Ruiz, who was also known as Rosie Vivas, died in Florida of cancer on July 8, according to an obituary that made no mention of her Boston Marathon infamy. Running magazine first made the connection this week, a fitting end to one of the oddest chapters in the history of the race.

“It’s a colorful part of the Boston Marathon history, that’s for sure,” said Bill Rodgers, who won the men’s race that year and was immediately suspicious of the woman sitting next to him on the awards podium. “Poor Rosie, she took all the brunt of it.”

An unknown who didn’t look or act like she had just run 26.2 miles, Ruiz finished first in the women’s division in Boston in 1980 in a then-record time of 2 hours, 31 minutes, 56 seconds. Even as she was awarded her medal and the traditional olive wreath, her competitors wondered how a woman they hadn’t ever heard of — or seen on the course — could have won.

“We knew that she had jumped in. We, who knew what the marathon was, we got it,” Rodgers told The Associated Press on Thursday. “She wasn’t sweating enough; she had on a heavy shirt; she didn’t know about running.

“I was with her the next day on TV, and she was just crying her head off,” Rodgers said, adding that he thought Ruiz wanted to confess. “If she had just said, ‘I’m sorry. I made a mistake.’ Runners — we all drop out of races — we would have understood.”

In an era before tracking chips and electronic checkpoints, race organizers used spotters to scribble down the bib numbers of runners going by. (They focused mainly on the men’s race.) Ruiz did not show up there, on videotape or in any of 10,000 photographs taken along the first 25 miles of the course.

Grilled by the Boston Athletic Association about her training methods and pace, she had no answers and did not seem to recognize terms that would be common for elite marathoners; she also could not identify landmarks she would have passed on the course. Two Harvard students soon came forward to say they saw her join the race near Kenmore Square, about a mile from the finish.

Ruiz was stripped of her title eight days after the race. Canadian Jacqueline Gareau was declared the rightful winner and brought back to Boston the next month to receive her due.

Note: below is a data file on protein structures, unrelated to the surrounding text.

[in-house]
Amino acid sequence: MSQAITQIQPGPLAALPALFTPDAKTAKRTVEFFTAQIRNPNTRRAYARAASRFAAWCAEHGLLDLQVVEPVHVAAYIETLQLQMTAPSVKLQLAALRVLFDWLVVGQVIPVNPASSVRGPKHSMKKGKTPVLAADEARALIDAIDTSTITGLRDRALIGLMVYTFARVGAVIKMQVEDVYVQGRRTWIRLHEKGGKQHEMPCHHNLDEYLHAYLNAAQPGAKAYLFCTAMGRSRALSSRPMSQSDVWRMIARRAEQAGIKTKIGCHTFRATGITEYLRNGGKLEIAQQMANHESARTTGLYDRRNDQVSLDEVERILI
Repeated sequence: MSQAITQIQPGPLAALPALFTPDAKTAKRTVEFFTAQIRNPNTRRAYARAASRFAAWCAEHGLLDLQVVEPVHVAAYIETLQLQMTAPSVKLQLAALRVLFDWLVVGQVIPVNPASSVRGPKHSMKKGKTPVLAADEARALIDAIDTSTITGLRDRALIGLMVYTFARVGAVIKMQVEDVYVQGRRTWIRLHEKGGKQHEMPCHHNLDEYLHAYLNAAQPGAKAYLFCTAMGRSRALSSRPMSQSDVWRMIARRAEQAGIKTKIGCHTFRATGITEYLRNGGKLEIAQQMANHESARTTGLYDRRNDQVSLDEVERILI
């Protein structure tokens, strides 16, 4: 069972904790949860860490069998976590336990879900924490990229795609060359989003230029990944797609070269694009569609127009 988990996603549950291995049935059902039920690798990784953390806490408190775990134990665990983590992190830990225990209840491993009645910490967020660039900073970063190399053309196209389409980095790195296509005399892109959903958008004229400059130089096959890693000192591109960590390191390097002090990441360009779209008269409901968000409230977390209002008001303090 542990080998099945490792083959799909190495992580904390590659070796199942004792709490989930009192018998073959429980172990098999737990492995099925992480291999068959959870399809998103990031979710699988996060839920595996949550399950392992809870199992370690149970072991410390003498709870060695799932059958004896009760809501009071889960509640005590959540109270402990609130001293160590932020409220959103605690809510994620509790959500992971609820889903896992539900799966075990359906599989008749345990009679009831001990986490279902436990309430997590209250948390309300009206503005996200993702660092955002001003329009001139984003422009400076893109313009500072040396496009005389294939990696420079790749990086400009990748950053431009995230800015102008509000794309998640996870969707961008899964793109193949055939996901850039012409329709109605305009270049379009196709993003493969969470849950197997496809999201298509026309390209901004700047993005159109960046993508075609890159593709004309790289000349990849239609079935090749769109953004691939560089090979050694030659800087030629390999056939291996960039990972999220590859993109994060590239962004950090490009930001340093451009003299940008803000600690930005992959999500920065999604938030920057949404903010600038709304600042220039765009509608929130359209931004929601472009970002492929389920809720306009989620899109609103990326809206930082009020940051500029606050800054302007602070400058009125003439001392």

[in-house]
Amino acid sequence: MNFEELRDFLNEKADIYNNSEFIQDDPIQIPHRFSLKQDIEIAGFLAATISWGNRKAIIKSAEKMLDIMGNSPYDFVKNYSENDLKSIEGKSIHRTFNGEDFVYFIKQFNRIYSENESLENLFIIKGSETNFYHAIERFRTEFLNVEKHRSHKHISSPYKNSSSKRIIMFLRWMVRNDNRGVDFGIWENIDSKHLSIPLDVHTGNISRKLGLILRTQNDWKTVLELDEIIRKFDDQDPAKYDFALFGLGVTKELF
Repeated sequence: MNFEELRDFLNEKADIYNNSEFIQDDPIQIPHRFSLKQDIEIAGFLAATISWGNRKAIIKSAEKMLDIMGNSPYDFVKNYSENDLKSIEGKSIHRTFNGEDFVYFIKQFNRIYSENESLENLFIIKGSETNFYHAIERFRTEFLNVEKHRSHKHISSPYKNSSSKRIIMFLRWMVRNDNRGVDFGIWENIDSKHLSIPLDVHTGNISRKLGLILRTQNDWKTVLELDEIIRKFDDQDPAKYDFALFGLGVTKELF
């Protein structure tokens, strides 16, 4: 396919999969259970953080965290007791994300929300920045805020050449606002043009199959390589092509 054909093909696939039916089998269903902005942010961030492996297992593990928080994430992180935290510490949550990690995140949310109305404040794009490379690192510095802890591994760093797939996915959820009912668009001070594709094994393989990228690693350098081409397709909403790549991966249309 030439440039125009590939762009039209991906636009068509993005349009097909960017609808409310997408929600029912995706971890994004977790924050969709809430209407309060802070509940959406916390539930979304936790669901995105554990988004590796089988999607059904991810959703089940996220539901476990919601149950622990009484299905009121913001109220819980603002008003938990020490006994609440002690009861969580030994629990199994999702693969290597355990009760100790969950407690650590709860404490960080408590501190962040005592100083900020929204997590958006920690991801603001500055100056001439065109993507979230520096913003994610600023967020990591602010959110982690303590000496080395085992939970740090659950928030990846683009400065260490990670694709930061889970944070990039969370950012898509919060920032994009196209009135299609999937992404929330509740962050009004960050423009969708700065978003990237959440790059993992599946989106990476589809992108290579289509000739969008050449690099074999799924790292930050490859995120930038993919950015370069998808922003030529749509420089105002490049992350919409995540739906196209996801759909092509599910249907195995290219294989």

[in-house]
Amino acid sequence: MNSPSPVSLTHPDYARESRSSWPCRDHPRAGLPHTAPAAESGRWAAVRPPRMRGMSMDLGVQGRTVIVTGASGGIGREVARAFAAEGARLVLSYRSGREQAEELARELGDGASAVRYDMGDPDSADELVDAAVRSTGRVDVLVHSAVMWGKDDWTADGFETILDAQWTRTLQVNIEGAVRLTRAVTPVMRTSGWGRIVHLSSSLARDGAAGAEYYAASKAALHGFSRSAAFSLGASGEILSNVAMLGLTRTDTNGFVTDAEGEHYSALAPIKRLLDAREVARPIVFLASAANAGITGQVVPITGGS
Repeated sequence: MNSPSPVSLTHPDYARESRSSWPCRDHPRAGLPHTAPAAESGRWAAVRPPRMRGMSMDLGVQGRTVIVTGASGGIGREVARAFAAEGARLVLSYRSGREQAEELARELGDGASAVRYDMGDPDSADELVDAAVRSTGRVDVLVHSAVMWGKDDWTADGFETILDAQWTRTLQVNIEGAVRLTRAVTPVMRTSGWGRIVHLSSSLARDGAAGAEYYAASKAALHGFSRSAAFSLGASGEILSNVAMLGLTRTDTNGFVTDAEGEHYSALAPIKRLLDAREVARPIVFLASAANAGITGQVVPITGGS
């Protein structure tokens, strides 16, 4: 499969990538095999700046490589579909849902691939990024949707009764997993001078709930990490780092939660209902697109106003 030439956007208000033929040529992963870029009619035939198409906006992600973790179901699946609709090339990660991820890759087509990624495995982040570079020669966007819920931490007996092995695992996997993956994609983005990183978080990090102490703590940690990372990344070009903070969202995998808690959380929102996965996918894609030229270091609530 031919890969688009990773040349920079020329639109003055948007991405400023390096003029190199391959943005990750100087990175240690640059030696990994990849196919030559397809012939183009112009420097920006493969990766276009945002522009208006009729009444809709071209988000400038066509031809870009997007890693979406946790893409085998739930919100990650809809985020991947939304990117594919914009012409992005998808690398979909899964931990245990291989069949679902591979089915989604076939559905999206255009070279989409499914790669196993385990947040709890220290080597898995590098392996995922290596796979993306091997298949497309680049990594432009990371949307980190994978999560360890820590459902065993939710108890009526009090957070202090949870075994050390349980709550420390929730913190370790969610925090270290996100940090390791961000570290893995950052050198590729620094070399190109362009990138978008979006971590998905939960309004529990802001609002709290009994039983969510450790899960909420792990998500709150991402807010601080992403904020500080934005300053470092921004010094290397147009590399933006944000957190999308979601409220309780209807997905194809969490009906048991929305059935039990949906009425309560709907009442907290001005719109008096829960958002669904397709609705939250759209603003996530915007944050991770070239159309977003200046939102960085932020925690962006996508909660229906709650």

“People, they’re still sorry for me. But at the same time I think they should feel sorry more for her,” Gareau, who also came in second in Boston twice and had two other top-10 finishes, told the AP.

“Like everybody says, she’s part of my life. I cannot separate from her because of that story. She’s not a friend, but she’s been there so long.

“I wish she would have contacted me some time and said ‘I’m so sorry,’ but no,” Gareau said. “She would have probably had a better life and felt better.”

It was never established how Ruiz got to Kenmore Square, but the ensuing investigation showed she took the subway during the 1979 New York City Marathon to obtain her qualifying time for Boston.

The B.A.A. declined to comment on her death.

Ruiz always maintained that she won the race fairly and never returned the medal she received on race day. (Gareau was given a substitute.)

Ruiz vowed to run Boston again, to prove that she could do it.

She never did.

Gareau said she bumped into Ruiz at a 10K run in Miami in 1981, about nine months after Boston.

“She presented herself to me, she said ‘Hi, I’m Rosie Ruiz.’ I just said, ‘Hi,’” Gareau recalled. “She still told me she won. So I didn’t really discuss it with her.”

Born in Havana, Cuba, Ruiz came to the United States as an 8-year-old and settled with relatives in the Miami area. According to the obituary posted by the Quattlebaum Funeral, Cremation and Event Center in West Palm Beach, Florida, she studied piano at Wayne State College in Nebraska, moved to New York for five years and then back to Florida, where she worked as an accounts manager for a medical laboratory and as an accreditation specialist for the Better Business Bureau.

She married Aicaro Vivas in 1984 and the couple divorced 2 1/2 years later. According to the obituary, she is survived by her domestic partner, Margarita Alvarez, and a brother, Robert Ruiz.

The marathon shortcuts were not Ruiz’s only — or most serious — transgressions: The Boston Globe reported that she was arrested in New York on charges of stealing $60,000 in cash and checks from her employer in 1982. A year later, she was sentenced to three years of probation for cocaine trafficking.

“She had a family. She was a loving person. She studied music, which tells me she did some good stuff in her life. But then this part of her life was a little bit weird. Never admitting it, too,” Gareau said. “I would not like to be in her place.”